Ophthalmology responds to bevacizumab embargo

December 15, 2007

There are doubts that Genentech is stopping bevacizumab sales to compounding pharmacies purely because of FDA-raised concerns and also by the company's recent history, which includes a series of disturbing actions. However, comments made by a Genentech executive in a personal appearance after the closing session of the Retina Subspecialty Day at the annual meeting of the American Academy of Ophthalmology (AAO) together with assurances provided by Genentech in an earlier meeting between several of its leaders and representatives from the AAO and the American Society of Retina Specialists (ASRS) offered some hope that the impending threat of lack of access to bevacizumab (Avastin) may have a satisfactory resolution.

Key Points

Comments made by a Genentech executive in a personal appearance after the closing session of the Retina Subspecialty Day at the annual meeting of the American Academy of Ophthalmology (AAO) together with assurances provided by Genentech in an earlier meeting between several of its leaders and representatives from the AAO and the American Society of Retina Specialists (ASRS) offered some hope that the impending threat of lack of access to bevacizumab (Avastin) may have a satisfactory resolution.

Concerns, however, continue to be fueled by doubts that Genentech is stopping bevacizumab sales to compounding pharmacies purely because of FDA-raised concerns and also by the company's recent history, which includes a series of disturbing actions.

H. Dunbar Hoskins Jr., MD, executive vice president of the AAO, introduced Susan Desmond-Hellmann, MD, MPH, president, product development, Genentech, at the Retina Subspecialty Day meeting. First, he reviewed information received by the AAO from the FDA on the Genentech situation and summarized the meeting between Genentech officials and leaders from AAO and ASRS. Dr. Hoskins noted that Genentech has said its decision to stop sales of bevacizumab to compounding pharmacies was based partly on concerns raised by the FDA regarding manufacturing of bevacizumab for intraocular use.

"The FDA did note concern about the manipulation of sterile products because of the increased risk of product contamination," Dr. Hoskins said.

"It did not say it had not raised written or verbal concerns about the sterility and repackaging of bevacizumab for intraocular use with Genentech, nor did it say that it had not raised concerns about Genentech sales to compounding pharmacies possibly being off-label promotion," Dr. Hoskins noted.

"We felt these actions by the FDA necessitated a change in our contracts with compounding pharmacies," said Krysta Pellegrino, Genentech spokeswoman told Ophthalmology Times. "We felt if we didn't make that change, there would be a risk of future FDA actions that could potentially risk our ability to manufacture and get drugs to patients. [The FDA] didn't force us to change the distribution of [bevacizumab], but in our interpretation of the inspection, we felt that their actions necessitated that we destroy those lots of [bevacizumab] and change our policies regarding compounding pharmacies."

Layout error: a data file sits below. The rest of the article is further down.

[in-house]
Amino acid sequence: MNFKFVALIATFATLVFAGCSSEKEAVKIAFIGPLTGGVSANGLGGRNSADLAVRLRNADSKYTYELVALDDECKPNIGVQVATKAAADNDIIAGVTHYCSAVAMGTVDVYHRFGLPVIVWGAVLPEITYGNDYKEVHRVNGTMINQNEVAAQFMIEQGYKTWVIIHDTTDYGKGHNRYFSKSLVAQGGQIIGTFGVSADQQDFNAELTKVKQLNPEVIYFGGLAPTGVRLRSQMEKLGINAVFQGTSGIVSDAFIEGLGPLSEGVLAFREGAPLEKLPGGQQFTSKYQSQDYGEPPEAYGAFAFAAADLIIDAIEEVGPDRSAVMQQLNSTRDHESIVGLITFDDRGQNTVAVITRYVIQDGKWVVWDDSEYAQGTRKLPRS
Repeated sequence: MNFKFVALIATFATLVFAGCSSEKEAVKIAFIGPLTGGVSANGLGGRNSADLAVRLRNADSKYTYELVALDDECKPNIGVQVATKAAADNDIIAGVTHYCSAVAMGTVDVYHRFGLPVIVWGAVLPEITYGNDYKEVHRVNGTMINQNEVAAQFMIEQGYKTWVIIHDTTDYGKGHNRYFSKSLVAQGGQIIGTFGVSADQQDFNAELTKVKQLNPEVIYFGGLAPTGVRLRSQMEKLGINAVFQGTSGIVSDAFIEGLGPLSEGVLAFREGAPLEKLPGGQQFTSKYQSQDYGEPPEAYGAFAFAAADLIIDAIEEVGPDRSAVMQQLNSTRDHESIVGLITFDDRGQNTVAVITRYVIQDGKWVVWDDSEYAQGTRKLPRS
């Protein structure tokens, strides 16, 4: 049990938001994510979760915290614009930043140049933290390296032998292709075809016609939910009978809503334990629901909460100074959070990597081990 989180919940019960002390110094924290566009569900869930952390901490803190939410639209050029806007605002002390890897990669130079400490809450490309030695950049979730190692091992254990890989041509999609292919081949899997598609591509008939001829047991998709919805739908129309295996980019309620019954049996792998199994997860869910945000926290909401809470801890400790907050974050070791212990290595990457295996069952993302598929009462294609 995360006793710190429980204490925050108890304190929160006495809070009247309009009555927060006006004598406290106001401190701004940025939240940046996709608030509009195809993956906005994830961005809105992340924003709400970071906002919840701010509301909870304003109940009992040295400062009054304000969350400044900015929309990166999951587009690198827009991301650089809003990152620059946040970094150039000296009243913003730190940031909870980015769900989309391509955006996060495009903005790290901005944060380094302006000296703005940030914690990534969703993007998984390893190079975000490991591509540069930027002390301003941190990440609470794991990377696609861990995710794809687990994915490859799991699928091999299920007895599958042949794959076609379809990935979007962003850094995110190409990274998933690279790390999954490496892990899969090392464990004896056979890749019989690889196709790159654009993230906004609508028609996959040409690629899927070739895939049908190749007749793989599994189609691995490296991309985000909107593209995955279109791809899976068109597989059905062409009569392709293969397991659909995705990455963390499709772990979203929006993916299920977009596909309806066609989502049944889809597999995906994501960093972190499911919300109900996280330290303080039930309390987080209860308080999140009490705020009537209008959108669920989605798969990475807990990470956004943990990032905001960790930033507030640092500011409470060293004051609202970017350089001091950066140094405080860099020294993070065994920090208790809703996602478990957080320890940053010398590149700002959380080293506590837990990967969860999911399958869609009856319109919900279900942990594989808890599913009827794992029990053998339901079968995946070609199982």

Prior to Dr. Hoskins' introduction at the AAO meeting, Kirk H. Packo, MD, ASRS emeritus director, reviewed legal issues of off-label medication use and activities of compounding pharmacies and the suitability of alternate methods for continuing use of bevacizumab if sales to compounding pharmacies cease. He said, however, that Genentech has been building a wall of distrust through many actions, beginning in April when it first tried to restrict sales of bevacizumab to compounding pharmacies, and he appealed for an end.

"We recognize Genentech is a business, we respect that, applaud it, and wish Genentech well. We also hope Genentech can continue to provide miraculous drugs and can fulfill its mission that is committed to fulfilling the interests of patients, the medical profession, and Genentech stockholders. [But] Dr. Desmond-Hellmann, please tear down this wall," said Dr. Packo, professor and chairman, Department of Ophthalmology, Rush University Medical Center, Chicago. His comments were met by a standing ovation.

Dr. Packo said that after first announcing bevacizumab sales restrictions, Genentech voiced concerns about carriers obtaining Medicare coverage for bevacizumab before ranibizumab (Lucentis, Genentech) was approved.

In addition, Genentech has opposed a proposal to Medicare to distribute bevacizumab in a sterile syringe for retinal use. Genentech initially indicated that it would provide support for Comparison of Age-Related Macular Degeneration Treatment Trials, a National Eye Institute (NEI)-sponsored prospective study comparing ranibizumab and bevacizumab for treatment of AMD, but then rescinded its support and is selling bevacizumab to the NEI at full retail price. After announcing plans to decrease the time allowed for payment of ranibizumab accounts receivable from 85 to 55 days, Genentech pulled back.

"Following the Oct. 11 letter announcing the sales restriction to compounding pharmacies would begin Nov. 30, Genentech placed the crowning brick in the wall by launching a direct patient letter campaign about the risks of physicians choosing [bevacizumab]," Dr. Packo told Subspecialty Day attendees.